“It’s Elementary” is a monthly column every first Wednesday that asks comedians to share funny memories from their elementary school years, or “periods” (get it?? Like moments in time, but also like in school!) from those formative years that have informed their personal and comedic identities. Or, they’ll just submit some random anecdotes. Whatever they want, really.

by Dave Metter

I have long been fascinated by what has influenced and inspired other comedy writers, especially during their youths when their comedic senses were still so nascent and less judgmental.  This month features stand-up comedian and writer Elise Thomson-Hohl, so nice they named her thrice.  Elise is a rule-breakin’, convention-shirkin’ rebel and has opted to share a wonderful lil’ anecdote instead of a few even lil’er ones.




“I can’t find my lunch,” I yelled back to Mrs. Pegler and the rest of my first grade class from the cubby as I continued to rummage through my Jansport backpack.

It was the spring of 1995 and I was in the first grade; by this time I was already aware that my classmates referred to me as weird, so I spent the majority of my time at school trying to go unnoticed.

I felt my brown paper bagged lunch smashed below my binder at the bottom of my bag.


I sorted through my packed lunch until I felt my sandwich, and began tearing off the aluminum foil.

I had calculated about three minutes of time before Mrs. Pegler would come look for me in the cubby, which left me about two minutes to eat my entire mustard and cheese sandwich in peace.

The concept that eating certain items of food at lunch made you cool or un-cool was alien to me, until I began noticing that I was eating at the last seat at the end of the table.  From my observations, it was the COOLEST to buy lunch, the second COOLEST to bring Lunchables, and socially acceptable to eat peanut butter and jelly on white as long as you had name brand snacks to accompany the sandwich (Cheetos and CapriSun).  I had started eating my lunch as privately as I could around Christmas; kids were teasing me for eating ‘WEIRD’ sandwiches, and the possibility of buying lunch or bringing ‘cool’ food wasn’t ever going to be an option.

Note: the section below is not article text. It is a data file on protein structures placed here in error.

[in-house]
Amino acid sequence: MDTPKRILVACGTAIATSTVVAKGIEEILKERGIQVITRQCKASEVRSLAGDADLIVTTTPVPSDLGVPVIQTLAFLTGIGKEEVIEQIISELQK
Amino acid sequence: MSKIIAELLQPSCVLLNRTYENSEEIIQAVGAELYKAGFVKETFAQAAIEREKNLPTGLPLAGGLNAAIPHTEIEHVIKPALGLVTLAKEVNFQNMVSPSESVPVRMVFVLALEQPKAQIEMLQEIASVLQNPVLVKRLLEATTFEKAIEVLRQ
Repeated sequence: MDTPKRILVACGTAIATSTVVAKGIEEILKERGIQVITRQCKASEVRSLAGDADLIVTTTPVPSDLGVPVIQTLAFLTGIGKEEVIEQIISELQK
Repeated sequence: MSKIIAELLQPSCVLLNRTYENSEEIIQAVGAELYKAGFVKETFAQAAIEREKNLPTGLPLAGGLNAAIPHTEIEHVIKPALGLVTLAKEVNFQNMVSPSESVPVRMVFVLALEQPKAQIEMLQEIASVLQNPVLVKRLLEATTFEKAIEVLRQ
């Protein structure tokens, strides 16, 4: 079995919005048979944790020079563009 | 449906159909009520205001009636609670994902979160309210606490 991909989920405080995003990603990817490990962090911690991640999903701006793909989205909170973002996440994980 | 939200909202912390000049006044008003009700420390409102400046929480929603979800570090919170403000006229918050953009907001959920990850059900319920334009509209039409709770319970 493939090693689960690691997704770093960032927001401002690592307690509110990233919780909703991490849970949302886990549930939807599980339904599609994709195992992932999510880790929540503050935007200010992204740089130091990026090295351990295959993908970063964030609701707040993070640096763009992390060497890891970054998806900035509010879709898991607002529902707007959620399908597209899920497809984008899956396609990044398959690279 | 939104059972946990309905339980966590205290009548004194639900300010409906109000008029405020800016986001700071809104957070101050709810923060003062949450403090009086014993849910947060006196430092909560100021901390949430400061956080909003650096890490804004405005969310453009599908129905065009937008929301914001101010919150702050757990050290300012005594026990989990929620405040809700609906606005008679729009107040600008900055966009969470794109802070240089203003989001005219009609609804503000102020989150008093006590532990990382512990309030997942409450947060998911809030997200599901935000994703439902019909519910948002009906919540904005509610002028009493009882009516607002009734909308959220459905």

I stopped dead in my Jelly’s, impregnated with dread. I turned to see Yi-Ming standing at the mouth of the cubby, pointing at my sandwich.

“No I’m not Yi-Ming.”

I crossed my arms, with a thousand years of indignance, tightening my grip on my sandwich.

Yi-Ming began beckoning our fellow classmates over.

I was dead in the water.  I weighed my options; not only did I have a good amount of sandwich left, but there was also mustard all over my hands, making it impossible to shove the rest of the sandwich in my mouth and hide the evidence. I was looking at a minimum of two to three months of mean nicknames, with solitary lunch confinement indefinitely.  I needed to make a decision fast.

“Hey Yi,” I stammered, as I realized that all eyes were on me, “I think there is something on your pants”.

Yi paused, he had to be smart about his next move, it was winner take all.

“Oh yeah?” Yi answered coldly.

“Yeah, a MUSTARD SANDWICH,” and with that I ripped apart my sandwich and winged it across the cubby hitting him mustard side down squarely in the thigh, Yi burst into tears and everyone cheered.

As I was escorted down to the principal’s office, I passed by the lunchroom, everyone stared at me, and I waved happily and confidently, I realized my first truth that day, when all else fails, draw a large crowd of first graders around you and make someone cry.

Dave Metter is a comedy writer, member of sketch comedy collective Iron Potato and creator of the fake local news show,“Your News, Philadelphia!” Follow Dave on Twitter @DaveMetter.